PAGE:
The Taamei HaMinhagim, in "הנהגות אדם בבוקר" says:
ג טעם שתקנו רז״ל לומר על נט״י בנוסח ברכה זו לשון נטילה, מפני שהוא לשון
הגבהה מתרגום "ותשאני רוח" "ונטלתני", וכתיב (ישעיה ס"ג) "וינטלם וינשאם כל ימי
עולם" - שצריך שיגביה ידיו למעלה (שלחן ארבע) :
ד עוד טעם לפי שצריך ליטול מן הכלי והכלי שמו נטלא בלשון תלמוד. אבודרהם:
That is, that ...
May I call you user1208?
There are 2 questions there:
Am I allowed to interrupt in such a circumstance? (Yes)
If I do interrupt (legally or illegally), does that require me to wash again? (No)
Even when we have strict standards for interrupting between related brachos, like birchos krias shema, we pasken like Rabbi Yehuda in Brachos 2:1-
ובפרקים שואל ...
The Shulchan Aruch (OC 161:3) writes:
צריך להסיר הטבעת מעל ידו בשעת נט"י ( ואפילו הוא רפוי) (ב"י) ואפי' אינו מקפיד עליו בשעת נטילה, הואיל ומקפיד עליו בשעה שעושה מלאכה, שלא יטנפו (הרא"ש פ' תינוקת) (ונהגו קצת להקל אם הוא רפוי, אבל יש להחמיר, כי אין אנו בקיאים איזה מיקרי רפוי).
(My translation): You must remove your rings at the time of washing, ...
Even according to the custom of avoiding interrupting between washing and the blessing of HaMotzi, one need not wash again if one spoke or otherwise interrupted as long as the person remained mindful to keep their hands clean during the interim (Mishna B'rura 166:6, English translation):
דע דעיקר דין תכיפה המוזכר בסימן זה הוא רק מצוה לכתחלה אבל בדיעבד ...
The Derisha (OC 181 sk 2) writes that the obligation to wash with water only applies to Biblically ordained blessings such as Brikat HaMazon and does not apply to rabbinic blessings. (He doesn't mention if this rule would apply to Birkot HaTorah according to the opinions that they too are Biblically ordained.)
Even so, the Mishnah Berurah (OC 181 sk 23) ...
It's based on the Zohar Nasso 146b and is noted as an old minhag in both Ashkenaz and Sefarad by the Beit Yosef (OC 128). In the Shulchan Aruch he codifies this practice in OC 128:6.
It seems the reasoning in the Zohar is that the Kohanim need to somehow up their kedusha level by washing as a preparation for the blessing, and by having a Levi, who has his ...
One justification given by Rabbi Shmuel Wosner (Shevet HaLevi 4:23) is that nowadays Mayim Achronim is only a chumra and it was not one that women accepted. [This reminds me of what some say to justify women's not davening maariv.]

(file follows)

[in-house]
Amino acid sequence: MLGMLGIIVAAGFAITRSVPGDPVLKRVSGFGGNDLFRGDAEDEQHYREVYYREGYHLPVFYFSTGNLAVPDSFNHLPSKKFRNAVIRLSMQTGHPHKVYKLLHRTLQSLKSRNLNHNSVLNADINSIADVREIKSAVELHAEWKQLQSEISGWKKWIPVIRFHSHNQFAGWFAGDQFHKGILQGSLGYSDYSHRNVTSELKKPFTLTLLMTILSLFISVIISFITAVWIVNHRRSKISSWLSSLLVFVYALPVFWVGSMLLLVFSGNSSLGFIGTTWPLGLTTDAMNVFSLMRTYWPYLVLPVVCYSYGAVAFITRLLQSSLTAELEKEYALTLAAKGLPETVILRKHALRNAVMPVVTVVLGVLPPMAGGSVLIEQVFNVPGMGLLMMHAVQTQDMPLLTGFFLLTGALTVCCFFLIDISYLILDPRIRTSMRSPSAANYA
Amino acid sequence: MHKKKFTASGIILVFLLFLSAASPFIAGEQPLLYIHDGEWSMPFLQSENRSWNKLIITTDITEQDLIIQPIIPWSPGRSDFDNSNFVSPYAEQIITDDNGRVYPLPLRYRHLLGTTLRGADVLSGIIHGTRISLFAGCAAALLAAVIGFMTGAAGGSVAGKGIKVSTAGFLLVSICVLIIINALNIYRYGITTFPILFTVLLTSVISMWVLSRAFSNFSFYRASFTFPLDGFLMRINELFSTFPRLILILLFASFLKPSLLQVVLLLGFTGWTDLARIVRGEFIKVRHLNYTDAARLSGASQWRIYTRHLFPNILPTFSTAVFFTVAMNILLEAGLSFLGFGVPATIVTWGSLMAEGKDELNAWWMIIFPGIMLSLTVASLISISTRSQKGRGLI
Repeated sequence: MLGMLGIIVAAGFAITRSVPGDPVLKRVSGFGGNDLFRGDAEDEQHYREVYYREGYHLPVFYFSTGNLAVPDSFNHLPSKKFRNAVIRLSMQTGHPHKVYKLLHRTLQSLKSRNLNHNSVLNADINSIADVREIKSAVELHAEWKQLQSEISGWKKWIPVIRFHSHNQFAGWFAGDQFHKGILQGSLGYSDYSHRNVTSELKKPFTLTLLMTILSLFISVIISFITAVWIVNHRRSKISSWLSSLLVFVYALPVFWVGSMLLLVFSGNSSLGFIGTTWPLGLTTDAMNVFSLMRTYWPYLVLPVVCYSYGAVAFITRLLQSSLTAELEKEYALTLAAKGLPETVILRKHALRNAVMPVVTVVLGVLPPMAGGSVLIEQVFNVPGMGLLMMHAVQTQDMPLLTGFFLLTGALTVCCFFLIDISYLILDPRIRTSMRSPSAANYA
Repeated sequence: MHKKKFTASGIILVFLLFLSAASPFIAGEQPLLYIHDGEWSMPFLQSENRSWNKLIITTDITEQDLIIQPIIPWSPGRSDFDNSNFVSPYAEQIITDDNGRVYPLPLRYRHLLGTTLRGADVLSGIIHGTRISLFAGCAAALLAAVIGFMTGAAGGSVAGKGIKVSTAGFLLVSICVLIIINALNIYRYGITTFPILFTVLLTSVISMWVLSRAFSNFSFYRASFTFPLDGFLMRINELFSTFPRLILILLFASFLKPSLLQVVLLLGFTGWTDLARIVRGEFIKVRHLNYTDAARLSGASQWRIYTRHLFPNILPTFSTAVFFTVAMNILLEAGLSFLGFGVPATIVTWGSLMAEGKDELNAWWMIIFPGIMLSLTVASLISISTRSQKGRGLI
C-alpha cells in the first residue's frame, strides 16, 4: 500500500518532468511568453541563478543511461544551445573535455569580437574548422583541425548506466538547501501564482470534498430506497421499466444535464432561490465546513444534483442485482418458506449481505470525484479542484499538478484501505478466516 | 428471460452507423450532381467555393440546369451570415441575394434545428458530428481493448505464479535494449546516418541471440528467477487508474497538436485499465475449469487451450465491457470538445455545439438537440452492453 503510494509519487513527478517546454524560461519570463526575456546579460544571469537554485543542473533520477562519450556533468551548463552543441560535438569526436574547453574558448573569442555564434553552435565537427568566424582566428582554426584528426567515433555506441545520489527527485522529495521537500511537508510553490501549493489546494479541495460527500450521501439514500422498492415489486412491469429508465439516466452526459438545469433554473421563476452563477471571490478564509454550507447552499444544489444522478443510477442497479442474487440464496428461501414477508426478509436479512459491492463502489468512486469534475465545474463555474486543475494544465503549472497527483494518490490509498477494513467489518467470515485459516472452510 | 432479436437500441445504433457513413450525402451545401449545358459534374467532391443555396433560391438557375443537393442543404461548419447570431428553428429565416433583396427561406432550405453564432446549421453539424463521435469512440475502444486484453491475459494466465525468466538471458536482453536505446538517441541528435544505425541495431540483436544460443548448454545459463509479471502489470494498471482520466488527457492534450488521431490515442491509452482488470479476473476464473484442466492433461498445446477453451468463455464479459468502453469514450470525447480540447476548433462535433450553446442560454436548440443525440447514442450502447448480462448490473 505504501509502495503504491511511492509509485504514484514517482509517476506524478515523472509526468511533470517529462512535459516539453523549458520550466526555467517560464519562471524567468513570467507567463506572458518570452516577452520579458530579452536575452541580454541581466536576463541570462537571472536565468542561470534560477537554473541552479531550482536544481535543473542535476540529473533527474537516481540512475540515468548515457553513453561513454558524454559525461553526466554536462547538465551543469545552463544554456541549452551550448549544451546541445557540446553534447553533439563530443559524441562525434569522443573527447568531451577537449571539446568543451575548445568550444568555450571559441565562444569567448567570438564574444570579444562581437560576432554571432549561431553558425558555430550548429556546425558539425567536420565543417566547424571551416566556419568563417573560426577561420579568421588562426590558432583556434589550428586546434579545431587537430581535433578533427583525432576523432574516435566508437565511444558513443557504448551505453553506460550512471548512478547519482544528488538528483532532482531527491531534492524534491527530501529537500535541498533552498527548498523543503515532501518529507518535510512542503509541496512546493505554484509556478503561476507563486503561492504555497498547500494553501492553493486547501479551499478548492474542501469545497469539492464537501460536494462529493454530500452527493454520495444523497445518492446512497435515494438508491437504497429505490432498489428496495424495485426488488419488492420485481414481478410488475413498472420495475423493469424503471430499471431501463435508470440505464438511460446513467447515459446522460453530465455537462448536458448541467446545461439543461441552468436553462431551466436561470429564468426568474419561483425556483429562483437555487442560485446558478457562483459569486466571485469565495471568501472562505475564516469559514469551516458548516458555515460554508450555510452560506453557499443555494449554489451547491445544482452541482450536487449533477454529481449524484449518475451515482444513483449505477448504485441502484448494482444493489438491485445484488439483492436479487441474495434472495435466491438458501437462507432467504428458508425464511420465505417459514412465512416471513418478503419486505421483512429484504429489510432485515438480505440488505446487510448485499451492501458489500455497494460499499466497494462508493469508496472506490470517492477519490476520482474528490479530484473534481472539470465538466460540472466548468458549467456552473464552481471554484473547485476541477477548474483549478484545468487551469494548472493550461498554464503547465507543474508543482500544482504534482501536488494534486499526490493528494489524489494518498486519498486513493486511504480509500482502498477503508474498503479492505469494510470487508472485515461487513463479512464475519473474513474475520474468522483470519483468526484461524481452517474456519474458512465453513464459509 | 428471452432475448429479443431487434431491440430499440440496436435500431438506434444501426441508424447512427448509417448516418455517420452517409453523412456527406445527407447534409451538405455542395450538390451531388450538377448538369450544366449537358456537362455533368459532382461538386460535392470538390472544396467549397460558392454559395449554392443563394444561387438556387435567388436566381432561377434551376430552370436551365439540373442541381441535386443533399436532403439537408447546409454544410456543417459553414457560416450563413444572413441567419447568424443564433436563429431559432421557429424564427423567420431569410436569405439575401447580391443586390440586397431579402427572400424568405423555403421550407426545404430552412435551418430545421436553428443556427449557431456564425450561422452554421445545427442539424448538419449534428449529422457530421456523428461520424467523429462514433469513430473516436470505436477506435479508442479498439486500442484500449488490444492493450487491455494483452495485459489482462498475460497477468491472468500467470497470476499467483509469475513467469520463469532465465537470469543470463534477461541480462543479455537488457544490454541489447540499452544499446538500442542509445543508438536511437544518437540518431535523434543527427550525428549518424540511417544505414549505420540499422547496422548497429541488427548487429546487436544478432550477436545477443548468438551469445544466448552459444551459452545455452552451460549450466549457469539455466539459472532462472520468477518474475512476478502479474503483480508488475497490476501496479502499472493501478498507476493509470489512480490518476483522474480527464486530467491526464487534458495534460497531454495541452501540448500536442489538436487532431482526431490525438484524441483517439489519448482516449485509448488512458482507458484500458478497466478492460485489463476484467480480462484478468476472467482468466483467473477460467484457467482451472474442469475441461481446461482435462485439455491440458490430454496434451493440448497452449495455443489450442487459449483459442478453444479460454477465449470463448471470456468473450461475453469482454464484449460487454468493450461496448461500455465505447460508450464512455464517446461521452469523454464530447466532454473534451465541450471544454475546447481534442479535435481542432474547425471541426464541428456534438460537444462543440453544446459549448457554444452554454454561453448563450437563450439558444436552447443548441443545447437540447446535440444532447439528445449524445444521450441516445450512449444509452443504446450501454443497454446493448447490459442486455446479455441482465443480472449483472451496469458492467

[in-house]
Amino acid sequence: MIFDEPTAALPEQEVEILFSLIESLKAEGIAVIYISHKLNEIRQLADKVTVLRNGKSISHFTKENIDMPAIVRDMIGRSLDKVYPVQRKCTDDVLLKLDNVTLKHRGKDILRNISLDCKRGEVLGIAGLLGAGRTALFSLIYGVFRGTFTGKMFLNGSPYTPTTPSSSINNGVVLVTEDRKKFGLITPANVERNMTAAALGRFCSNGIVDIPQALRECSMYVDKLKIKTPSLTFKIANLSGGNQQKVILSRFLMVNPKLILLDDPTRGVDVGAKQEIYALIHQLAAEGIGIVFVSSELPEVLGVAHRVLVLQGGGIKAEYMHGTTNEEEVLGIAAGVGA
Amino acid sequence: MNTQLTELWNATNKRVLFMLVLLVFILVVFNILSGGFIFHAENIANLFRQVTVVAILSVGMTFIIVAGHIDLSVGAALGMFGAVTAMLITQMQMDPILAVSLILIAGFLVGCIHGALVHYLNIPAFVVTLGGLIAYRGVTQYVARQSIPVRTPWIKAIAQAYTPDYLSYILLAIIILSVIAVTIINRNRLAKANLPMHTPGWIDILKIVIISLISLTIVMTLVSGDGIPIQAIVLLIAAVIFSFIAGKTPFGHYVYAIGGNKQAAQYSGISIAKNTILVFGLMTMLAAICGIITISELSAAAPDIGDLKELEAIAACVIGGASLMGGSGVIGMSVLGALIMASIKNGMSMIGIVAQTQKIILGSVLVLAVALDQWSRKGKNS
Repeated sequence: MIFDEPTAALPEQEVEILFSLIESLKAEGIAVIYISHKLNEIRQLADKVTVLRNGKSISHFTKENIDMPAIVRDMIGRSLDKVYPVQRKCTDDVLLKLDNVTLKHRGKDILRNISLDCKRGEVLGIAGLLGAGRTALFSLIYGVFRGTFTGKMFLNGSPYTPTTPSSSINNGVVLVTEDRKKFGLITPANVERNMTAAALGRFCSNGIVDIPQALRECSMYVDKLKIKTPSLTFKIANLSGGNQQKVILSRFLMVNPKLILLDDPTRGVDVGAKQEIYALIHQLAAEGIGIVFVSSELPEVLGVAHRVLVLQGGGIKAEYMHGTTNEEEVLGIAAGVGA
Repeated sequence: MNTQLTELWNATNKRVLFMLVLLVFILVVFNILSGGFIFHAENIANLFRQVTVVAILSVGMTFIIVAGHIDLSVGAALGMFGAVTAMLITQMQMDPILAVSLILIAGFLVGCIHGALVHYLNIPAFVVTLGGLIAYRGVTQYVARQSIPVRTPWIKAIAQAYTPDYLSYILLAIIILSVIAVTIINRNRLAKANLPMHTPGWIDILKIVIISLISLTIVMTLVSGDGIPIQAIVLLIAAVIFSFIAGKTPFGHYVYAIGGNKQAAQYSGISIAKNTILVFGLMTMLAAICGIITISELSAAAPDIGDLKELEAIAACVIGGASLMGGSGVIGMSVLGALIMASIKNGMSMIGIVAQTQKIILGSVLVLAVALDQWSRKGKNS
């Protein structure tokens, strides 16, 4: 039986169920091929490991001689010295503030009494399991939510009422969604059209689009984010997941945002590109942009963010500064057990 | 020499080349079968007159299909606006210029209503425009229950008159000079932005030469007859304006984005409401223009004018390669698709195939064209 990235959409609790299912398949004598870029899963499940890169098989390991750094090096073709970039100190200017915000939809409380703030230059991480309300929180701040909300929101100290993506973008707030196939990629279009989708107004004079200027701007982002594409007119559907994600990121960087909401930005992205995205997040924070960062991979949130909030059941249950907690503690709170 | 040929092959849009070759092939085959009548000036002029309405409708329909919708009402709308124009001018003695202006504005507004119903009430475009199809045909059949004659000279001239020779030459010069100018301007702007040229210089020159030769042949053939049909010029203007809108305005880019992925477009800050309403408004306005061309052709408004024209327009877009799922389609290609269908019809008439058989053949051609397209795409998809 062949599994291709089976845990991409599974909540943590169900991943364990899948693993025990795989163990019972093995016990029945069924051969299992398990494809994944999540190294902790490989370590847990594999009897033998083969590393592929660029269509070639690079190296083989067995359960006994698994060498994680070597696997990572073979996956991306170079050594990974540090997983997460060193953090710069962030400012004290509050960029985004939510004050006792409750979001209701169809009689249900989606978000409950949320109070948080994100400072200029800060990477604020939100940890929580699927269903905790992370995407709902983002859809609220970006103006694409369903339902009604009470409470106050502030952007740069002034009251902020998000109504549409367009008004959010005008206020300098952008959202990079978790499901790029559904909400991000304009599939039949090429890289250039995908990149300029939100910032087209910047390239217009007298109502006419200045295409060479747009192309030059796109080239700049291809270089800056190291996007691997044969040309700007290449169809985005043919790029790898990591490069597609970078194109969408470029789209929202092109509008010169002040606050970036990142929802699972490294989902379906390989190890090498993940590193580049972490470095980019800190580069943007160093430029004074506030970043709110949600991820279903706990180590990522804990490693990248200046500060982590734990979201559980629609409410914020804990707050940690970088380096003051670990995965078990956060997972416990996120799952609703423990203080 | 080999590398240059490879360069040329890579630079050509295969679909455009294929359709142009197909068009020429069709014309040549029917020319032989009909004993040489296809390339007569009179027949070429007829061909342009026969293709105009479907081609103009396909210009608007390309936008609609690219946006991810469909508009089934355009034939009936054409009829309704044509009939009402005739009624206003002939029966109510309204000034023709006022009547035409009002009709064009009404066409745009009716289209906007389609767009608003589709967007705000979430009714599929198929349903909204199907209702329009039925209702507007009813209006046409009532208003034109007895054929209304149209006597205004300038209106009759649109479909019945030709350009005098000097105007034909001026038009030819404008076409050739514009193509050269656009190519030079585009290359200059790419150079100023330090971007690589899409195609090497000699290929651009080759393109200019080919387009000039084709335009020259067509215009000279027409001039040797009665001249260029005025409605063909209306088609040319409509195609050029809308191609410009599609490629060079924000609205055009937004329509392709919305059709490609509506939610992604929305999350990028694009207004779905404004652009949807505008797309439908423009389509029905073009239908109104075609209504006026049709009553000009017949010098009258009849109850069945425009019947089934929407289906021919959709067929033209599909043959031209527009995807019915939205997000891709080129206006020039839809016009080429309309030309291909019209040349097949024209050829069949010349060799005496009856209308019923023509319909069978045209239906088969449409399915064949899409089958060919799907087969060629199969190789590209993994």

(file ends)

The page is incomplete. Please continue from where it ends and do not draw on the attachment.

The Mishna Brura in OC 1 says:
י"א דלענין זה אמרינן כולא ביתא כד' אמות דמי אבל אין לסמוך ע"ז כ"א בשעת הדחק.
"There are those who say that with regard to this (washing hands), we say that the entire house is as 4 amos (cubits), but one should only rely on this when forced."
The Aruch HaShulchan in OC 4 says:
מפני שיש מחמירים ומזהירים ע"פ הזוהר שאסור לילך ...
Shulchan Arukh OC 165 rules one can just wash their hands once when wanting to eat bread after just leaving the bathroom. (He recommends a different practice because of issues related to in what order and when to say the various relevant blessings.)
Seemingly your case is parallel.
There are three categories of grain-based products:
"Bread." Always hamotzee.
"Snacky, quasi-breadlike substances." (Pas haba beKisnin.) Mezonos, but if you eat them like a meal, then hamotzee. This was the category about which you read.
"Definitely not bread." Always mezonos, even if you ate ten pounds of the stuff for dinner. (Though you'd have ...
I'll ask it even stronger: What if someone is feeding you and you have no intention of using your hands to interact with the food at all?
Well, the Shulchan Aruch rules in OC 163:2 that in such a case, only the one eating must wash his hands and not the one feeding. He doesn't mention that one would not say a bracha and the implication is that it's the same ...
It's difficult to explain it as simply being bacteria, as the Gemara (Pesachim 112a) clearly says that food under bed gets contaminated with ruach ra'ah even if it was properly sealed.
Interestingly, there is a machlokes as to whether ruach ra'ah even exists nowadays!
According to Rambam there are other reasons why you can't place food under bed nowadays. ...
The Gemara (Shabbos 50B) says one should wash his face, hands and legs every day in honor of his Creator.
The Mishna Berura (OC 4:2) writes in the name of the Pri Megadim (A"A 4:1) that nowadays since we don't walk barefoot there is no need to wash one's feet (This reasoning is also given by the Noda Biyhudah (OC 2:140)), although the Baal HaTanya (OC 4:21) ...
It's so one hand doesn't touch the other when passing between them.
If an unwashed hand touches a washed hand while wet, the washed hand needs to start over (Shulchan Arukh OC 162:4; there are various details there about when exactly this rule applies, but the cups are designed to just avoid any issue).
One may dry his hands on a towel and then use the damp towel to clean